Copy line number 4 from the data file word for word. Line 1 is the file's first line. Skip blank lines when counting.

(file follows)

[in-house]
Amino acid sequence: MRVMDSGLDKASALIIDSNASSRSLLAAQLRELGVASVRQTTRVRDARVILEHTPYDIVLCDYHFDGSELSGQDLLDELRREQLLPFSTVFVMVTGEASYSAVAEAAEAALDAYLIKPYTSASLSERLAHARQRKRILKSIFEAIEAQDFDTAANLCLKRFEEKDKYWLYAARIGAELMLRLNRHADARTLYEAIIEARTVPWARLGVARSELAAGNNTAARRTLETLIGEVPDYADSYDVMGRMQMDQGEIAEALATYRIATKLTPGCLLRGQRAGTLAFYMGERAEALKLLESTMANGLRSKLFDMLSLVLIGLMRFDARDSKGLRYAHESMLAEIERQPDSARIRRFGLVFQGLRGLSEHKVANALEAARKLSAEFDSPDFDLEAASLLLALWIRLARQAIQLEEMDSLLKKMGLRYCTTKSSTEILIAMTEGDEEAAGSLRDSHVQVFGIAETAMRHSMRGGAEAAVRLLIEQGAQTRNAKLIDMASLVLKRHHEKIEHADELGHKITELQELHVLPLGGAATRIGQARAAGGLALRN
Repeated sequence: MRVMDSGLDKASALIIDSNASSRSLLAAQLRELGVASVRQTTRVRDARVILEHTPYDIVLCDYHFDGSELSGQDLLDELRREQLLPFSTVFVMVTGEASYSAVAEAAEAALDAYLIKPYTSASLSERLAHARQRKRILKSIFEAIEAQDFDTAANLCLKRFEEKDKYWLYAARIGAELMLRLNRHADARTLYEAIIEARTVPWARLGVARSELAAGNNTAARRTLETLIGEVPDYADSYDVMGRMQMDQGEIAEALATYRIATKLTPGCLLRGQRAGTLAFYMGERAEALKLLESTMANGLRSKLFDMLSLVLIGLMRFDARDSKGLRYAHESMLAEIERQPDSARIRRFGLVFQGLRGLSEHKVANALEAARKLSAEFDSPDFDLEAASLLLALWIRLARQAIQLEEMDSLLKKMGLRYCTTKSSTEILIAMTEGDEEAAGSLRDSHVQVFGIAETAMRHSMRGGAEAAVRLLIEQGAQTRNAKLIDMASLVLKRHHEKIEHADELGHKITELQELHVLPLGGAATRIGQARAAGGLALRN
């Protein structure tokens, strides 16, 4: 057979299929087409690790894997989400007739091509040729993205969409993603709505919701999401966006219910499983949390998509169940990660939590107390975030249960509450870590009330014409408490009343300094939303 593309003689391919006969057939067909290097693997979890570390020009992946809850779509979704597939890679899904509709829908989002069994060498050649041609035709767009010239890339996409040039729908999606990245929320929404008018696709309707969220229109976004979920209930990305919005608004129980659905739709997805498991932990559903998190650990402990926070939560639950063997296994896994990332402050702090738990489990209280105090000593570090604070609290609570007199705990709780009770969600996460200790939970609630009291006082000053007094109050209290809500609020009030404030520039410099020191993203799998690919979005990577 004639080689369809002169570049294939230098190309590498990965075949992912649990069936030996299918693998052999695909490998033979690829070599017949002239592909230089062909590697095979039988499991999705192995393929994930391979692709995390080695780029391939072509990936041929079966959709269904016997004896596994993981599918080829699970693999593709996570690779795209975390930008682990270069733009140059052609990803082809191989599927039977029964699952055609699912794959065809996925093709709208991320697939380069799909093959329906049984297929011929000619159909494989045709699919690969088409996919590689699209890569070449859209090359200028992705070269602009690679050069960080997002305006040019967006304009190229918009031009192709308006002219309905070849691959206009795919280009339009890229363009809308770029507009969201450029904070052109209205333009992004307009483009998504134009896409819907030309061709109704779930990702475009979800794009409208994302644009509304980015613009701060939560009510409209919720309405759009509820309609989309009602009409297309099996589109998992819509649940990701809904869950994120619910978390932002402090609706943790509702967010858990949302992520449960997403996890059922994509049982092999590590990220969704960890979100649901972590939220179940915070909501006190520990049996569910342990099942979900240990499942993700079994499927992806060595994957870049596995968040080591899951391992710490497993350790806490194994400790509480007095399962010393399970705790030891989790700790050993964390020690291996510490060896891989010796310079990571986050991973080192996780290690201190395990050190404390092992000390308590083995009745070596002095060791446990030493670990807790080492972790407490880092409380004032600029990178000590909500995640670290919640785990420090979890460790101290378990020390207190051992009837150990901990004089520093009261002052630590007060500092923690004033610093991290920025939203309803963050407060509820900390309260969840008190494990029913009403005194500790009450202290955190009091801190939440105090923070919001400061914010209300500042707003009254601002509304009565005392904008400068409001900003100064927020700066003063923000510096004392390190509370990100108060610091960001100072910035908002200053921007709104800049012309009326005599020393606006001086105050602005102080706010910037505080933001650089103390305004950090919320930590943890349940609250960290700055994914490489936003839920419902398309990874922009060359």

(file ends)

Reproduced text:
């Protein structure tokens, strides 16, 4: 057979299929087409690790894997989400007739091509040729993205969409993603709505919701999401966006219910499983949390998509169940990660939590107390975030249960509450870590009330014409408490009343300094939303 593309003689391919006969057939067909290097693997979890570390020009992946809850779509979704597939890679899904509709829908989002069994060498050649041609035709767009010239890339996409040039729908999606990245929320929404008018696709309707969220229109976004979920209930990305919005608004129980659905739709997805498991932990559903998190650990402990926070939560639950063997296994896994990332402050702090738990489990209280105090000593570090604070609290609570007199705990709780009770969600996460200790939970609630009291006082000053007094109050209290809500609020009030404030520039410099020191993203799998690919979005990577 004639080689369809002169570049294939230098190309590498990965075949992912649990069936030996299918693998052999695909490998033979690829070599017949002239592909230089062909590697095979039988499991999705192995393929994930391979692709995390080695780029391939072509990936041929079966959709269904016997004896596994993981599918080829699970693999593709996570690779795209975390930008682990270069733009140059052609990803082809191989599927039977029964699952055609699912794959065809996925093709709208991320697939380069799909093959329906049984297929011929000619159909494989045709699919690969088409996919590689699209890569070449859209090359200028992705070269602009690679050069960080997002305006040019967006304009190229918009031009192709308006002219309905070849691959206009795919280009339009890229363009809308770029507009969201450029904070052109209205333009992004307009483009998504134009896409819907030309061709109704779930990702475009979800794009409208994302644009509304980015613009701060939560009510409209919720309405759009509820309609989309009602009409297309099996589109998992819509649940990701809904869950994120619910978390932002402090609706943790509702967010858990949302992520449960997403996890059922994509049982092999590590990220969704960890979100649901972590939220179940915070909501006190520990049996569910342990099942979900240990499942993700079994499927992806060595994957870049596995968040080591899951391992710490497993350790806490194994400790509480007095399962010393399970705790030891989790700790050993964390020690291996510490060896891989010796310079990571986050991973080192996780290690201190395990050190404390092992000390308590083995009745070596002095060791446990030493670990807790080492972790407490880092409380004032600029990178000590909500995640670290919640785990420090979890460790101290378990020390207190051992009837150990901990004089520093009261002052630590007060500092923690004033610093991290920025939203309803963050407060509820900390309260969840008190494990029913009403005194500790009450202290955190009091801190939440105090923070919001400061914010209300500042707003009254601002509304009565005392904008400068409001900003100064927020700066003063923000510096004392390190509370990100108060610091960001100072910035908002200053921007709104800049012309009326005599020393606006001086105050602005102080706010910037505080933001650089103390305004950090919320930590943890349940609250960290700055994914490489936003839920419902398309990874922009060359």